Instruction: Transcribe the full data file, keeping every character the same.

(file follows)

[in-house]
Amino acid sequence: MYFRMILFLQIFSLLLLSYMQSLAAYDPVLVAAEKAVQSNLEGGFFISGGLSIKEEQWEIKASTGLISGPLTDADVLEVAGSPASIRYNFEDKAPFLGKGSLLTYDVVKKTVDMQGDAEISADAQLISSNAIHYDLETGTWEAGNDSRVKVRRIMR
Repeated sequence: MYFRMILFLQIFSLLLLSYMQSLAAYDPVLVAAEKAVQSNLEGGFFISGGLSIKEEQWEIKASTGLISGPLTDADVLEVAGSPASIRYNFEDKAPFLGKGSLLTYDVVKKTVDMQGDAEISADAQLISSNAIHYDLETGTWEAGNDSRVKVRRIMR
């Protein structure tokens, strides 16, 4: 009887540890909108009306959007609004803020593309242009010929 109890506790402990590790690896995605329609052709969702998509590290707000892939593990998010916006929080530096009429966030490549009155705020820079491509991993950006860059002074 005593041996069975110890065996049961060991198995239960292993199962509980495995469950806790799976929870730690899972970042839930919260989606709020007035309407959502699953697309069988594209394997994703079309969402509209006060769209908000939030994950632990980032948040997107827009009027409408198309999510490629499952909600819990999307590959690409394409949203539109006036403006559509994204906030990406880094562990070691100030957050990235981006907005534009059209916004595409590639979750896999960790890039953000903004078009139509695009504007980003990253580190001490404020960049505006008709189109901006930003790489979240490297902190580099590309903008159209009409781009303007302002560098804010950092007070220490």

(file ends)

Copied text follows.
[in-house]
Amino acid sequence: MYFRMILFLQIFSLLLLSYMQSLAAYDPVLVAAEKAVQSNLEGGFFISGGLSIKEEQWEIKASTGLISGPLTDADVLEVAGSPASIRYNFEDKAPFLGKGSLLTYDVVKKTVDMQGDAEISADAQLISSNAIHYDLETGTWEAGNDSRVKVRRIMR
Repeated sequence: MYFRMILFLQIFSLLLLSYMQSLAAYDPVLVAAEKAVQSNLEGGFFISGGLSIKEEQWEIKASTGLISGPLTDADVLEVAGSPASIRYNFEDKAPFLGKGSLLTYDVVKKTVDMQGDAEISADAQLISSNAIHYDLETGTWEAGNDSRVKVRRIMR
């Protein structure tokens, strides 16, 4: 009887540890909108009306959007609004803020593309242009010929 109890506790402990590790690896995605329609052709969702998509590290707000892939593990998010916006929080530096009429966030490549009155705020820079491509991993950006860059002074 005593041996069975110890065996049961060991198995239960292993199962509980495995469950806790799976929870730690899972970042839930919260989606709020007035309407959502699953697309069988594209394997994703079309969402509209006060769209908000939030994950632990980032948040997107827009009027409408198309999510490629499952909600819990999307590959690409394409949203539109006036403006559509994204906030990406880094562990070691100030957050990235981006907005534009059209916004595409590639979750896999960790890039953000903004078009139509695009504007980003990253580190001490404020960049505006008709189109901006930003790489979240490297902190580099590309903008159209009409781009303007302002560098804010950092007070220490």